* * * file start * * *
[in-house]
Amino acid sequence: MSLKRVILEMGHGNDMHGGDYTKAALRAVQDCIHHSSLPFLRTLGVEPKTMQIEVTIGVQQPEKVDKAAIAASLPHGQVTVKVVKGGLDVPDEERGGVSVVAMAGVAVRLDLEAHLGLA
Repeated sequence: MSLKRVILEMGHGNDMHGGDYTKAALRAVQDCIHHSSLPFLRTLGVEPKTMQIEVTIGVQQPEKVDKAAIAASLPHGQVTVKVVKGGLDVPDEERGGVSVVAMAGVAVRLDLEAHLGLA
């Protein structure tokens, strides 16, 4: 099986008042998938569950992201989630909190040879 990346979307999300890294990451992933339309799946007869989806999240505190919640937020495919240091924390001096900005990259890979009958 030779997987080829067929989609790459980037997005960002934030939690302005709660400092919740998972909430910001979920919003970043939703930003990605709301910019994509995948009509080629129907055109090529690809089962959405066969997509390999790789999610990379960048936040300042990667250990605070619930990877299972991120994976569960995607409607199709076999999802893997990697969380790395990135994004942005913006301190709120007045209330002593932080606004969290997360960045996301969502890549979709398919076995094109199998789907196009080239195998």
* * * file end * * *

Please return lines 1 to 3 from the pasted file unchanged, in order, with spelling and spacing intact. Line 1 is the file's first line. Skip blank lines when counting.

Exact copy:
[in-house]
Amino acid sequence: MSLKRVILEMGHGNDMHGGDYTKAALRAVQDCIHHSSLPFLRTLGVEPKTMQIEVTIGVQQPEKVDKAAIAASLPHGQVTVKVVKGGLDVPDEERGGVSVVAMAGVAVRLDLEAHLGLA
Repeated sequence: MSLKRVILEMGHGNDMHGGDYTKAALRAVQDCIHHSSLPFLRTLGVEPKTMQIEVTIGVQQPEKVDKAAIAASLPHGQVTVKVVKGGLDVPDEERGGVSVVAMAGVAVRLDLEAHLGLA